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Discussion Starter · #1 ·
Hi have a k1200lt 2000 model having problems getting it on the center stand reversed it onto some timber when finally got it on the center stand my back wheel is about 4 inches above the ground. I just bought the bike so don't know much about it but if it has been lowered would this be the problem will i need to get a new back shock
Sorry bit long and drawn out
Cheers Gordon
 

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When I bought my 05 it had a manual center stand fitted. It was difficult at first but you get the hang of it. It takes a certain technique. I used to grab hold of the left panier grab handle with my right hand and the left handlebar grip in my left hand. Position you body so your left leg is directly above the center stand lever. Place your left foot on the center stand lever. You need to force all your body weight straight down through your left leg at the exact same time you lift sharply upwards with your right hand on the grab handle and guide backwards with your left hand on the handlebar. it needs to be coordinated as one smooth flowing movement. if your rear shock adjuster is still functioning adjust it for a bit more preload. This should make the transition onto the stand a bit easier.
 

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This video from Curt Johnson on K1200LT tips and tricks shows how to get the bike on the center stand and also how to stand it up when on the ground. The last segment shows his wife lifting it on the center stand. There are about 2 dozen other youtube videos by Curt (and others) that I found incredibly well done and informative when I first bought my LT a few months ago.

Dave

 

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Note that KLTs with manual center stand have a grab handle strategically placed so that standing with your right hand on the handle and your right hip next to it, as you flex your right leg and pull upward with your arm the two forces combine to make rocking it onto stand a cinch (once you get the hang of it.) Good idea to have someone aft to steady it while you practice. Sitting on the stand, the front wheel is on the ground, so condition of rear shock shouldn't have much effect on how much effort it takes. I got to where I could do it barefooted.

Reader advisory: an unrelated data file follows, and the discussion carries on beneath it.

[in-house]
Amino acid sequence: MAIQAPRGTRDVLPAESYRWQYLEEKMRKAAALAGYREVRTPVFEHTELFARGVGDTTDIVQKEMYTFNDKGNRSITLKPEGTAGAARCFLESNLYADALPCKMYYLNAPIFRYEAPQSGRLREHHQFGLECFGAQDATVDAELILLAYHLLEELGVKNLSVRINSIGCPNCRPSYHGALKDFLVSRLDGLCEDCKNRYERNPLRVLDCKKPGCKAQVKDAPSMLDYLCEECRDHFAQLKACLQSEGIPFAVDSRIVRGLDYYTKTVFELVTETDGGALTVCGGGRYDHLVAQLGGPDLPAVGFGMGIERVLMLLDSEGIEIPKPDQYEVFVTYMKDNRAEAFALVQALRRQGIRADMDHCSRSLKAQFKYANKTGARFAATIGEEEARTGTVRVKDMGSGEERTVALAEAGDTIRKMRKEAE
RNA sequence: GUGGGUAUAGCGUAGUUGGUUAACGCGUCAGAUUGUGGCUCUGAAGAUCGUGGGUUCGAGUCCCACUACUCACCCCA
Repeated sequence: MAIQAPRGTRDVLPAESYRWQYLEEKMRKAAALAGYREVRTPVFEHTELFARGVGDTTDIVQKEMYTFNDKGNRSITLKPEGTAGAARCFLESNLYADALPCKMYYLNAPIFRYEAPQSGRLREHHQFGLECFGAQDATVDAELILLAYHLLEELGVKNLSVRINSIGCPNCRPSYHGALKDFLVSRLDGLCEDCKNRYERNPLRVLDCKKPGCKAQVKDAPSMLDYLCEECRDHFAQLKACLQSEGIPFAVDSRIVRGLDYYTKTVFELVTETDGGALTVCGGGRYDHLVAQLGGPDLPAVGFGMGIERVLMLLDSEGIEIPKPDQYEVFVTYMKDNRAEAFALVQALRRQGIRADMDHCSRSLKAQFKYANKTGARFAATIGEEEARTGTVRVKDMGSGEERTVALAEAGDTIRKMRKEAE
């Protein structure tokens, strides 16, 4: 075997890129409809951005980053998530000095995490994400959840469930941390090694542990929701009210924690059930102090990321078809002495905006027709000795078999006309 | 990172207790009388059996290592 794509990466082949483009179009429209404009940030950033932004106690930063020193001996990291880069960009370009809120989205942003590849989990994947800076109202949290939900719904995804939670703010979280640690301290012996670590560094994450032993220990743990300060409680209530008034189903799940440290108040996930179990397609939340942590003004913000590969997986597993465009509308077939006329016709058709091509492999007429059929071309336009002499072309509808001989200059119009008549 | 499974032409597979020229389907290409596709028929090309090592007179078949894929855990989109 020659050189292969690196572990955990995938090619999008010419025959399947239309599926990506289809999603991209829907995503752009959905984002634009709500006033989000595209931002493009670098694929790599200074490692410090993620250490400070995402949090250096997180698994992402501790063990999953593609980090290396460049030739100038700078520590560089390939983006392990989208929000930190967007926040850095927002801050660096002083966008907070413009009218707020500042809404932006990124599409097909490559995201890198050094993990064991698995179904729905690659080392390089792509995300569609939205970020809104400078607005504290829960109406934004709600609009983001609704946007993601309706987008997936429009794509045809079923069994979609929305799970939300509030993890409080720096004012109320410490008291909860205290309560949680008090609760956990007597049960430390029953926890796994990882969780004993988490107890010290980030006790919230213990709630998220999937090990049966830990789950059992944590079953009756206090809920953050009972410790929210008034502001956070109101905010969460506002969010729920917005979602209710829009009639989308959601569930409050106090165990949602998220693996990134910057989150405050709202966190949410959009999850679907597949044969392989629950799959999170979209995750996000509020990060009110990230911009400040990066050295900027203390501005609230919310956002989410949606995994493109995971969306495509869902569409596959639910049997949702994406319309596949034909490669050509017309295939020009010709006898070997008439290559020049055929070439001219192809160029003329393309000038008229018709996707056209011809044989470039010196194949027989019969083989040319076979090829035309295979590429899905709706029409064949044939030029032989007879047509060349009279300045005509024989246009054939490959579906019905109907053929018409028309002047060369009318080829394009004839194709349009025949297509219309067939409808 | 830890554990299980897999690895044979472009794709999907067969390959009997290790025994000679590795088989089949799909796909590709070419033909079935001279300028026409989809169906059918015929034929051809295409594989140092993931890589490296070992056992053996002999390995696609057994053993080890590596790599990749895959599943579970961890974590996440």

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Discussion Starter · #5 ·
Thanks guys have watched the videos they make it look easy but there back wheel is not so high off the ground when on the stand as mine is 4 inches or 100 mm is that normal as i have only got the bike have not ridden it yet wondering if front shock is stuffed or back one has a shorter shock to lower it on
Note that KLTs with manual center stand have a grab handle strategically placed so that standing with your right hand on the handle and your right hip next to it, as you flex your right leg and pull upward with your arm the two forces combine to make rocking it onto stand a cinch (once you get the hang of it.) Good idea to have someone aft to steady it while you practice. Sitting on the stand, the front wheel is on the ground, so condition of rear shock shouldn't have much effect on how much effort it takes. I got to where I could do it barefooted.
Note that KLTs with manual center stand have a grab handle strategically placed so that standing with your right hand on the handle and your right hip next to it, as you flex your right leg and pull upward with your arm the two forces combine to make rocking it onto stand a cinch (once you get the hang of it.) Good idea to have someone aft to steady it while you practice. Sitting on the stand, the front wheel is on the ground, so condition of rear shock shouldn't have much effect on how much effort it takes. I got to where I could do it barefooted.
This video from Curt Johnson on K1200LT tips and tricks shows how to get the bike on the center stand and also how to stand it up when on the ground. The last segment shows his wife lifting it on the center stand. There are about 2 dozen other youtube videos by Curt (and others) that I found incredibly well done and informative when I first bought my LT a few months ago.

Dave

Hi dave thanks for that have checked it out but all the bikes on the center stand the front wheel is on the ground and back one is nearly touching the ground my back wheel is about 4 inches from the ground and also i noticed the front of the center stand feet were its rounds up is all ground away so things it has shorter shocks on it
Cheers Gordon
 

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2005 K1200LT
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Best way to tell if you have short shocks is measure the distance to the ground from the center of the pivot bolt on the center stand while holding the bike upright (need a helper). It should be 6.5 inches. If it is less than that it will be a struggle to get it on the stand.